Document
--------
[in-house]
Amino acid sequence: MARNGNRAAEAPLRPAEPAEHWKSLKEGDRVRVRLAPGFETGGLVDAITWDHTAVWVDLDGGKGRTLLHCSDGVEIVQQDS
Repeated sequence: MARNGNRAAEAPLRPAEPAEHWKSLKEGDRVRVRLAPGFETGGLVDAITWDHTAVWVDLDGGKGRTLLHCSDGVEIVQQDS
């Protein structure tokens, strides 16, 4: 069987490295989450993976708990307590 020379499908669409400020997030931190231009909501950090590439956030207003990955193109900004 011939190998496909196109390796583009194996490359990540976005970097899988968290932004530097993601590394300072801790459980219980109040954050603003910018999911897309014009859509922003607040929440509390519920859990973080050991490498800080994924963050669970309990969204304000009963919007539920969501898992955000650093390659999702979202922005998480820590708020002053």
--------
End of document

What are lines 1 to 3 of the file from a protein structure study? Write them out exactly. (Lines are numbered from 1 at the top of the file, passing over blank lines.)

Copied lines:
[in-house]
Amino acid sequence: MARNGNRAAEAPLRPAEPAEHWKSLKEGDRVRVRLAPGFETGGLVDAITWDHTAVWVDLDGGKGRTLLHCSDGVEIVQQDS
Repeated sequence: MARNGNRAAEAPLRPAEPAEHWKSLKEGDRVRVRLAPGFETGGLVDAITWDHTAVWVDLDGGKGRTLLHCSDGVEIVQQDS